The wicked are those who mock their hurting and broken brothers and sisters in their day of trouble. And instead of remembering that God is the perfect judge of all, they condemn all who do not attain their level of success and mock their suffering. They see the suffering of others as vindication of their wisdom and ability.
But that is not all, the wicked go a step forward and actively profit over those who are suffering. The people of Edom actually go into Jerusalem and to enslave people and to steal their possessions. The people of Edom actively oppressed those in their struggles. The wicked take advantage of the poor. The wicked care little that children sleep by the one working vent in their rental home to keep warm. After all if their parents were not so foolish, they could afford a better place. The wicked refuse to let the single Dad have time off so that he can care for his son. After all if he had married better, he would not be in this predicament. The wicked see broke women and impoverished kids and exploit them sexual for gain. After all if they were good and wholesome, they would not be open to sexual advances. The wicked take advantage of their brothers and sisters in the moment of their need and affliction. The wicked justify their actions because they have made themselves the judge. If someone does not have what we have, then surely we are just in taking advantage of them.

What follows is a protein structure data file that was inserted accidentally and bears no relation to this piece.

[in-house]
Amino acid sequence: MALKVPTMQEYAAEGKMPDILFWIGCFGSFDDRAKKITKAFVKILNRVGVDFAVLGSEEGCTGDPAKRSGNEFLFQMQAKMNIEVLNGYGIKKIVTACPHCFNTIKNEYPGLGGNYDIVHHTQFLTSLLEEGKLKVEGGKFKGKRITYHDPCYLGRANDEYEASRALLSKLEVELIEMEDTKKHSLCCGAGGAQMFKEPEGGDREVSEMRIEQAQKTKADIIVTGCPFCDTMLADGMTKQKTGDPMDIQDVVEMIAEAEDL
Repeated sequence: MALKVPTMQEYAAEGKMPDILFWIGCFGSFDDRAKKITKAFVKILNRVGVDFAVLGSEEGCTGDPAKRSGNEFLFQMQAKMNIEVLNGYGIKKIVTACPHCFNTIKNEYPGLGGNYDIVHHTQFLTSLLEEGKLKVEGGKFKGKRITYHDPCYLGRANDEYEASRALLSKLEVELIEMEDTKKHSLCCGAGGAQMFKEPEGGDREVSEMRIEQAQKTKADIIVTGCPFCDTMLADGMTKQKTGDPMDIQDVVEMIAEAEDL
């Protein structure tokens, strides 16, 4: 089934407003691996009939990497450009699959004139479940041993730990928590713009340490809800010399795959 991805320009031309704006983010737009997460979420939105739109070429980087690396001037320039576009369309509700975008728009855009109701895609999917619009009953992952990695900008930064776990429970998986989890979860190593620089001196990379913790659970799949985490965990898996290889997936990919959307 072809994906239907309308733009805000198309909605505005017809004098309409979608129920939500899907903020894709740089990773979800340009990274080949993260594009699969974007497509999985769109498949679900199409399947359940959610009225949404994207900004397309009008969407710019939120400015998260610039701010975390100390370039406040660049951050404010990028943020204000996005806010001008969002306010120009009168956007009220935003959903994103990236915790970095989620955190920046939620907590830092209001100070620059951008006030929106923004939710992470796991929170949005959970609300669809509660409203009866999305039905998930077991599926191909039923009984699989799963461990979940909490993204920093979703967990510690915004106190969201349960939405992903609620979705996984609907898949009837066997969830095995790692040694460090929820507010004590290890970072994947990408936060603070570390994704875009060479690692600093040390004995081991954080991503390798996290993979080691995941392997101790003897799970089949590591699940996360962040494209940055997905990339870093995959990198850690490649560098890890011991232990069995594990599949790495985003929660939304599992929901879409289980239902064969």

And to be clear, the drug addict does face consequences for his sin. The daughter who runs away from her parents will face a hard life. The Israelites were punished for the disobeying God. But the God’s punishment of others does not justify our sins.
We are still accountable for our sin, even when we do not suffer in this world. God tells us in Obadiah that, “The day of the Lord is near upon all the nations. As you have done it shall be done to you; your deeds shall return on your own head” (15).
God is the ultimate judge; God is the standard of righteousness. And he declares that he hates all people who take advantage of their brothers and sisters in their time of need. I fear that tons of the wealthy, nice people who fill up America’s churches are actively sitting under God’s judgement. Resting on self-righteous assessment based on their possessions, they have given millions of dollars to missions trips, building campaigns, and pastoral salaries that they extracted from the poor in their day of need. They think they are doing the Lord’s work. They think God’s favor rests upon them and all-the-while a swift and terrible judgement is approaching.
Let’s talk about this judgement. We need to examine our hearts, our business practices, and our homes to make sure we are not profiting off of our brother’s misfortune. For if we abuse our brother and never repent, we will face a far worse judgement than those whom we have condemned.
Justice is coming; are we ready?